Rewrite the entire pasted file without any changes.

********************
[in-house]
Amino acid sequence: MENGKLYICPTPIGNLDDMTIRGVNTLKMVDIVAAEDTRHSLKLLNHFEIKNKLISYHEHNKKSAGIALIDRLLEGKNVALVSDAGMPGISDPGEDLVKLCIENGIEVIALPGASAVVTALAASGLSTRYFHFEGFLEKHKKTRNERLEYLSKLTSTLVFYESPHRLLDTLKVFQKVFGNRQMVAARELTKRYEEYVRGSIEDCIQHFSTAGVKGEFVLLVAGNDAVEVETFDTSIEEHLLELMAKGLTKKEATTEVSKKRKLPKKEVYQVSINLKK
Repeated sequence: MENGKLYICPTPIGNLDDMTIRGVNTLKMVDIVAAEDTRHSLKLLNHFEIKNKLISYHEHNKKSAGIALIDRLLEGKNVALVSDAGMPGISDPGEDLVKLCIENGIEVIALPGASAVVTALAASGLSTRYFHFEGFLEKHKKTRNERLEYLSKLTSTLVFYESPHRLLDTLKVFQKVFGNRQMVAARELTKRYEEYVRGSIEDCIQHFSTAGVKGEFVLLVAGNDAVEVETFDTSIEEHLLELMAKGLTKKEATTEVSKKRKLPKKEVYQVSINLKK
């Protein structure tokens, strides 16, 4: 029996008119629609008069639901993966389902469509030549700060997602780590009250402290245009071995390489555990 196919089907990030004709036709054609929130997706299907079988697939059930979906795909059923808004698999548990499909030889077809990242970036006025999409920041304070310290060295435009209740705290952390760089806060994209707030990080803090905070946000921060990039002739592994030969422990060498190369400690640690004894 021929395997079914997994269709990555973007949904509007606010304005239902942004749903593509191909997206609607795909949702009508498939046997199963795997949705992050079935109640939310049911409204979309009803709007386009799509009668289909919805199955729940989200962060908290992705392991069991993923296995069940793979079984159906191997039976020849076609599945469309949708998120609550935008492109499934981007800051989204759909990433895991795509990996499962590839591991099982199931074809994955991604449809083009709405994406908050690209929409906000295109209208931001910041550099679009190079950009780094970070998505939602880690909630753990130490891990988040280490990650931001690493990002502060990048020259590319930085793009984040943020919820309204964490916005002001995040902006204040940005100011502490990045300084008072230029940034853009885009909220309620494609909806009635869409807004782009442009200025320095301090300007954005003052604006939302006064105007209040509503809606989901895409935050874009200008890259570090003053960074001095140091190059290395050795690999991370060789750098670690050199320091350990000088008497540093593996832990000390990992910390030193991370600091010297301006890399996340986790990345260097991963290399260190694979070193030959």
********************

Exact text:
[in-house]
Amino acid sequence: MENGKLYICPTPIGNLDDMTIRGVNTLKMVDIVAAEDTRHSLKLLNHFEIKNKLISYHEHNKKSAGIALIDRLLEGKNVALVSDAGMPGISDPGEDLVKLCIENGIEVIALPGASAVVTALAASGLSTRYFHFEGFLEKHKKTRNERLEYLSKLTSTLVFYESPHRLLDTLKVFQKVFGNRQMVAARELTKRYEEYVRGSIEDCIQHFSTAGVKGEFVLLVAGNDAVEVETFDTSIEEHLLELMAKGLTKKEATTEVSKKRKLPKKEVYQVSINLKK
Repeated sequence: MENGKLYICPTPIGNLDDMTIRGVNTLKMVDIVAAEDTRHSLKLLNHFEIKNKLISYHEHNKKSAGIALIDRLLEGKNVALVSDAGMPGISDPGEDLVKLCIENGIEVIALPGASAVVTALAASGLSTRYFHFEGFLEKHKKTRNERLEYLSKLTSTLVFYESPHRLLDTLKVFQKVFGNRQMVAARELTKRYEEYVRGSIEDCIQHFSTAGVKGEFVLLVAGNDAVEVETFDTSIEEHLLELMAKGLTKKEATTEVSKKRKLPKKEVYQVSINLKK
């Protein structure tokens, strides 16, 4: 029996008119629609008069639901993966389902469509030549700060997602780590009250402290245009071995390489555990 196919089907990030004709036709054609929130997706299907079988697939059930979906795909059923808004698999548990499909030889077809990242970036006025999409920041304070310290060295435009209740705290952390760089806060994209707030990080803090905070946000921060990039002739592994030969422990060498190369400690640690004894 021929395997079914997994269709990555973007949904509007606010304005239902942004749903593509191909997206609607795909949702009508498939046997199963795997949705992050079935109640939310049911409204979309009803709007386009799509009668289909919805199955729940989200962060908290992705392991069991993923296995069940793979079984159906191997039976020849076609599945469309949708998120609550935008492109499934981007800051989204759909990433895991795509990996499962590839591991099982199931074809994955991604449809083009709405994406908050690209929409906000295109209208931001910041550099679009190079950009780094970070998505939602880690909630753990130490891990988040280490990650931001690493990002502060990048020259590319930085793009984040943020919820309204964490916005002001995040902006204040940005100011502490990045300084008072230029940034853009885009909220309620494609909806009635869409807004782009442009200025320095301090300007954005003052604006939302006064105007209040509503809606989901895409935050874009200008890259570090003053960074001095140091190059290395050795690999991370060789750098670690050199320091350990000088008497540093593996832990000390990992910390030193991370600091010297301006890399996340986790990345260097991963290399260190694979070193030959």